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CNN "State of the Union with Candy Crowley" - Transcript - North Korea

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CROWLEY: Joining me now Arizona Senator John McCain. Senator, when you put this in context of the history of North Korea with the grandfather of Kim Jong-un, with the father of Kim Jong-un, can you tell me whether this is more serious, less serious? I mean, how do we view this?

MCCAIN: I think it's probably more serious because of their increased capability. But you're right, this has been going on for decades: a cycle of confrontation, negotiation, aid, and the false hope that somehow the North Koreans would give up their efforts to acquire nuclear weapons and the means to deliver them.

Without that, North Korea is totally irrelevant. I mean, both Republican and Democrat administrations have fallen prey to this, well, if we give them food, if we give them oil, if we give them money, if we do the -- then they will come around.

And they take our money and run. It was the Bush administration that they lifted sanctions, freed up a bank account that they had. Always we have been of the belief that somehow we can entice them into giving up this capability. They are not. They are not.

But can I just say I don't think they're going to do anything more than their predecessors did, but they have greater capability. And they don't think like us. And they do have the ability to set Seoul on fire.

CROWLEY: So let -- yes, they do. And we've seen them actually attack Seoul in the last two, three years, and not only inflict damage but kill South Korean soldiers.

MCCAIN: But I mean, they've got artillery along the DMZ in caves that it would be capable -- before we could take them out, they would be capable of shelling a city of millions of people.

This is dangerous. Anybody who has read Barbara Tuchman's "Guns of August" know that many times in history conflicts have started by accident, by escalatory measures. And, again, do not believe that this young man thinks like we do. He doesn't.

CROWLEY: One of the things that you have said is if he launches a missile, I don't care whether if it's a test or aimed at someone, we should take it out. I wanted to play you something -- this comes from a man named David Kang who is at the University of Southern California in the Korean Studies Institute. Something he had to say.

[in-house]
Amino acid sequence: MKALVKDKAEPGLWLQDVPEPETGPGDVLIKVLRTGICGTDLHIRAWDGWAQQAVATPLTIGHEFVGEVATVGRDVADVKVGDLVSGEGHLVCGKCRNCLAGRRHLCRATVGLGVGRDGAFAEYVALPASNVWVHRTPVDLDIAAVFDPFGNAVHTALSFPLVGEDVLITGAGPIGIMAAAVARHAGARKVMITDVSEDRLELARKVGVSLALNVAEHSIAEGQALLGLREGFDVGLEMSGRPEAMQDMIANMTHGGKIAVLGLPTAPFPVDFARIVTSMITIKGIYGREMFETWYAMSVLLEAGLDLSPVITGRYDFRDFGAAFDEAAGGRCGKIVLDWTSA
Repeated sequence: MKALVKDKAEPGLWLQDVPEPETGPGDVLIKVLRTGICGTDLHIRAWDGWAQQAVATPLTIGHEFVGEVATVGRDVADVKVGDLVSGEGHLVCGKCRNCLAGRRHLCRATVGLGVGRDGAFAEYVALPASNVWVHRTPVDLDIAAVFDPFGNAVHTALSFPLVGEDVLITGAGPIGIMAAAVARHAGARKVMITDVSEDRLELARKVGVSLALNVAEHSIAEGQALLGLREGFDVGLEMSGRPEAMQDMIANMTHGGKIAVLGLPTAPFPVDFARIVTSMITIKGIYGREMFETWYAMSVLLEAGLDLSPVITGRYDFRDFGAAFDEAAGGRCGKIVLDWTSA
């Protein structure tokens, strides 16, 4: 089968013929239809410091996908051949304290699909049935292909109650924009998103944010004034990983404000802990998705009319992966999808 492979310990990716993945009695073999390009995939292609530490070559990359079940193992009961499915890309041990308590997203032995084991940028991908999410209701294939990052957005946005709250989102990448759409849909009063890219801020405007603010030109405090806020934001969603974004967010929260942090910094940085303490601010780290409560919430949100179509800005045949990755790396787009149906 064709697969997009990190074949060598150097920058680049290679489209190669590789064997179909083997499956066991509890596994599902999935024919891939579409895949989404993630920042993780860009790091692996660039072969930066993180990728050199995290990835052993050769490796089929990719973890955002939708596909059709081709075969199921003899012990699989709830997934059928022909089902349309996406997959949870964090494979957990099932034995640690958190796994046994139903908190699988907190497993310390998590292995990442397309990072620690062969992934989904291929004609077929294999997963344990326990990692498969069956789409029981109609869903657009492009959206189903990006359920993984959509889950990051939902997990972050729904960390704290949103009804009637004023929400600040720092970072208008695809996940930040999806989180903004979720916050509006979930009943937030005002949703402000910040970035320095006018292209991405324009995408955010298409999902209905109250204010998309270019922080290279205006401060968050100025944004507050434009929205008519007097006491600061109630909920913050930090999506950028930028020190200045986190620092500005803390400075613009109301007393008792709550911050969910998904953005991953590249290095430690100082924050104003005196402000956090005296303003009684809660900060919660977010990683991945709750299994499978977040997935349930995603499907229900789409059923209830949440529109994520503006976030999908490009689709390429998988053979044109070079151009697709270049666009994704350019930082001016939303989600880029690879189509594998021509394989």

(BEGIN VIDEO CLIP) DAVID KANG, KOREAN STUDIES INSTITUTE, UNIVERSITY OF SOUTHERN CALIFORNIA: One of the questions is, if we try and shoot it down and we miss, it looks a lot worse than if we don't try at all. Many of our missile systems haven't been tested in real world situations. And I'm not sure that we want to use this one as the first time. But that's a decision that has got to be made by the military.

(END VIDEO CLIP)

CROWLEY: So that is a danger, right? That they fire something and we miss it.

MCCAIN: Actually, I think the decision is made by the president. But look, if we showed Kim Jong-un that he really doesn't have the ability to launch a missile that would strike Guam or the United States of America, I think let's do something different from what we've been doing in the past, but also the most important and key element of all this is China.

China is the only country that can affect North Korean behavior. They can shut down in a short period of time their economy. And remember, this is a country that has 200,000 people in a gulag where people are being tortured and the worst regime in history, where is our advocacy for human rights?

CROWLEY: In North Korea?

MCCAIN: North Korea.

CROWLEY: But there is some indication, is there not, that China actually can't be that helpful. I mean, they said to North Korea last year, do not shoot up a missile. And what did North Korea do? It shot off a missile test.